The Supreme Court rejects the challenge of appointing Matt Whitaker as attorney general

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Of Pete Williams

WASHINGTON – The US Supreme Court on Monday rejected a challenge for the appointment of Matt Whitaker as attorney general.

President Donald Trump appointed him on November 7, shortly after attorney general Jeff Sessions announced he would abandon the president's request. Whitaker had been the head of Sessions staff.

The opponents of his nomination said they were not qualified for the position because he was not subject to confirmation by the Senate. Their vehicle for the challenge was a pending lawsuit against the US Attorney General, which was Sessions when the case was presented in June. The challengers asked the judges to decide that the name on the case should be changed to Rod Rosenstein, who said that he is in fact the acting attorney general.

The Supreme Court case was originally brought by a Nevada man, Barry Michaels, who asked the judges to decide that the right to possess a weapon should not be taken away by someone convicted of certain non-violent crimes.

On Monday, in a short order, the court denied the motion to remove Whitaker's name from the case and also said he would not hear the Michaels gun case.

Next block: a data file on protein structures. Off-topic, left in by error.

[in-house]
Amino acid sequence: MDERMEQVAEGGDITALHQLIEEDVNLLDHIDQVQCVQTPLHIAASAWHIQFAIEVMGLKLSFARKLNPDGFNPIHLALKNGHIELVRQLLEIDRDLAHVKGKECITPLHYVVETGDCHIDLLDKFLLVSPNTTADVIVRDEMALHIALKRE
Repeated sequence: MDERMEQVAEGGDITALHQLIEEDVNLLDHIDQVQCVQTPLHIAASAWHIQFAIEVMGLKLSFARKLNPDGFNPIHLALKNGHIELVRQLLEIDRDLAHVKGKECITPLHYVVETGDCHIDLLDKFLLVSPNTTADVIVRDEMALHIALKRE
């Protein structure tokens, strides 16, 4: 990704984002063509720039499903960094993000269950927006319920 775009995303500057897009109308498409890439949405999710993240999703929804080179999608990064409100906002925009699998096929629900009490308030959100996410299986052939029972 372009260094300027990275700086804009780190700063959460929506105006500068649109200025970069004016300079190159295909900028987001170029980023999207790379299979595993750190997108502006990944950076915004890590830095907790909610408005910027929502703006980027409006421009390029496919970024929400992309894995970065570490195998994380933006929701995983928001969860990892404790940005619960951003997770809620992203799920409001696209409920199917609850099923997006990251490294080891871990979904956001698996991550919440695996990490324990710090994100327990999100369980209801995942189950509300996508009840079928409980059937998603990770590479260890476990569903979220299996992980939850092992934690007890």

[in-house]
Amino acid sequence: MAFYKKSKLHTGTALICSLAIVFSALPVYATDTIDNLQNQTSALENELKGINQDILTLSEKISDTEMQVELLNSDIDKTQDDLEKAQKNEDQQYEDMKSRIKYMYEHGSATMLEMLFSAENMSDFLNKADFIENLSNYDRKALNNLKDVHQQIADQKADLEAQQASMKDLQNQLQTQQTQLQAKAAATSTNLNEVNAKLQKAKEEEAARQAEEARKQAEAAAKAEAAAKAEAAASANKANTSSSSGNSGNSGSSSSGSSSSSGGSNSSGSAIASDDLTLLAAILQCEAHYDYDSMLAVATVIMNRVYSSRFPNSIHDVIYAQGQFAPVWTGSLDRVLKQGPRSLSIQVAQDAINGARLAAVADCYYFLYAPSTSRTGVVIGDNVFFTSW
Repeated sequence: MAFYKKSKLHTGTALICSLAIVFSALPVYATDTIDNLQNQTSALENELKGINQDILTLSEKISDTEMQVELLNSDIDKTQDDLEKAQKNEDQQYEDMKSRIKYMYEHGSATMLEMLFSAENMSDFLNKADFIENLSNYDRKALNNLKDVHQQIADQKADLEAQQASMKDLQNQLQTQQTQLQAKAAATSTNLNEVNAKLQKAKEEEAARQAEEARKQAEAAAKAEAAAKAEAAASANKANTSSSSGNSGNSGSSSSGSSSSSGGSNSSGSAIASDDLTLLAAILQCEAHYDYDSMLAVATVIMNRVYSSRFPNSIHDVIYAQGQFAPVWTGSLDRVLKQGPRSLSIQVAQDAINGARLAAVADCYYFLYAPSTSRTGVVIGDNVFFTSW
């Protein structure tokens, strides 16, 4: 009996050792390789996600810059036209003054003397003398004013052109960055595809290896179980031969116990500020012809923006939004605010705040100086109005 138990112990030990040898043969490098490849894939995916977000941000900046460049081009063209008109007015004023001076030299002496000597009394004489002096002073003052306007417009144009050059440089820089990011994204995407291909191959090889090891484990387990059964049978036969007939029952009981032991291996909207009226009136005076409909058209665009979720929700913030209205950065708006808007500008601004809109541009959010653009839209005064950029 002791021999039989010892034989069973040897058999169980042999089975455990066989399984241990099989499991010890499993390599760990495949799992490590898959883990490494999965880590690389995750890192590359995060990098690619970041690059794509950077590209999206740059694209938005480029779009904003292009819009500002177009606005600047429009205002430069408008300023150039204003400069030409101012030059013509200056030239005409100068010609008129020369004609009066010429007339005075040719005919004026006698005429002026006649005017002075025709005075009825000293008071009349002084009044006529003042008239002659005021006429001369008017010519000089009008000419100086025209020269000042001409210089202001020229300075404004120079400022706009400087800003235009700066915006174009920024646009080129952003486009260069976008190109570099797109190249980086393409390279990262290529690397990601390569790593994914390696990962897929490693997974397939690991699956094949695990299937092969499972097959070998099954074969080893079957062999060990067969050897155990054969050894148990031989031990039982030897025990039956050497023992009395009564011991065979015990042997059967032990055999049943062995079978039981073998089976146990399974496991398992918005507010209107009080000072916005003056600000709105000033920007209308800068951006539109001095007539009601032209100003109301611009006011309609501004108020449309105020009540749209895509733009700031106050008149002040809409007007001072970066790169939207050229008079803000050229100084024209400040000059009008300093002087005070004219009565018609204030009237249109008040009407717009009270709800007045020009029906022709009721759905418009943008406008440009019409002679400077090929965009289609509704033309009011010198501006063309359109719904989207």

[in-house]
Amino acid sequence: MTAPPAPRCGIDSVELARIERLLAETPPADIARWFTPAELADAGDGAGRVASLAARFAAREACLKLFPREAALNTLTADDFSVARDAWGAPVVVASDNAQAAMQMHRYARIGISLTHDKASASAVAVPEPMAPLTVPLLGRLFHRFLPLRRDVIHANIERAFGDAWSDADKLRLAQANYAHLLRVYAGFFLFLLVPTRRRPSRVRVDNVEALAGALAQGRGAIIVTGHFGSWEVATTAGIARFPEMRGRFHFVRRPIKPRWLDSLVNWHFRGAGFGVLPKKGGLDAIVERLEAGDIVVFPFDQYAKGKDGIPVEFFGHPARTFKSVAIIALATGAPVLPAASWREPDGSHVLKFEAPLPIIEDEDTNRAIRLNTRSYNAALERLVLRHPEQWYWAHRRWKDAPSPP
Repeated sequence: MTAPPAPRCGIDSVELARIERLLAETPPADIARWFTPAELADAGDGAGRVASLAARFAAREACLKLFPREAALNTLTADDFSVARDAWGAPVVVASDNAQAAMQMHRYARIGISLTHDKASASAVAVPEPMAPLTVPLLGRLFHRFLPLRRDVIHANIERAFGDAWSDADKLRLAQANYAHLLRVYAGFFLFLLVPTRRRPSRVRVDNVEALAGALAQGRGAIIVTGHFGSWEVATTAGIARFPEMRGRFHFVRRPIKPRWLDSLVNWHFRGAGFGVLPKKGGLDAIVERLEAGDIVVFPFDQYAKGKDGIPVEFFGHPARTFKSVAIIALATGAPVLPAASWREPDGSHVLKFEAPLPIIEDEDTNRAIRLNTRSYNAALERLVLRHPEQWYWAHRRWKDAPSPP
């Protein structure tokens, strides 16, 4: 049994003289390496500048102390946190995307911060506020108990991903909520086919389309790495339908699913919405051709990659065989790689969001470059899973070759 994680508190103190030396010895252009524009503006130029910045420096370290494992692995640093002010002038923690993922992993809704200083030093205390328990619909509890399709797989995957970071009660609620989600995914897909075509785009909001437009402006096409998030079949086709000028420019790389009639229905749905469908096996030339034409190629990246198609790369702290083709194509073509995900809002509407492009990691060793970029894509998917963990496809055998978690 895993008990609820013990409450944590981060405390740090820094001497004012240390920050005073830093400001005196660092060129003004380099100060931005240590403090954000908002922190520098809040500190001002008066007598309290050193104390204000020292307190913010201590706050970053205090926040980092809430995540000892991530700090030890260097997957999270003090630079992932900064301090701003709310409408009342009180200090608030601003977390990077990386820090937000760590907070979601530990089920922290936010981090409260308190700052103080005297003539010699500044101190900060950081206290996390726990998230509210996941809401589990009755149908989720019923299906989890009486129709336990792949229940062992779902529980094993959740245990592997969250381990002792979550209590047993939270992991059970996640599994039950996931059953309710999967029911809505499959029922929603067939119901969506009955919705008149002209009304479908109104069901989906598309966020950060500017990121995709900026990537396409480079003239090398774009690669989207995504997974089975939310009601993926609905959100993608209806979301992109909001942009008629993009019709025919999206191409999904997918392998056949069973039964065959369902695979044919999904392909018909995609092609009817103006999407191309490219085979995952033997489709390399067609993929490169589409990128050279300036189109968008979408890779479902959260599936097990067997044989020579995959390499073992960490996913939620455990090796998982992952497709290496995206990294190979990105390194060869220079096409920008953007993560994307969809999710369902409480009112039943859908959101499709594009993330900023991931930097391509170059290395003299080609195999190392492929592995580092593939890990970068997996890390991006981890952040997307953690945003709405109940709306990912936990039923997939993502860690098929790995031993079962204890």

A similar challenge to Whitaker's appointment is pending in federal court in Maryland.

The Trump administration vigorously defended Whitaker's appointment. An opinion from the Justice Department's Legal Advisory Office stated that the government identified over 160 times the history of the United States when presidents appointed non-confirmed government officials from the Senate to serve in senior positions. In recent years, according to the opinion, the appointments were made by Presidents George W. Bush and Barack Obama.

The opinion stated that while the courts declared that the Constitution requires that the chief officers be confirmed by the Senate, "it does not follow that the deputy general Attorney should be understood as one", because the person appointed to serve in that dress is not in a "permanent and permanent" position.

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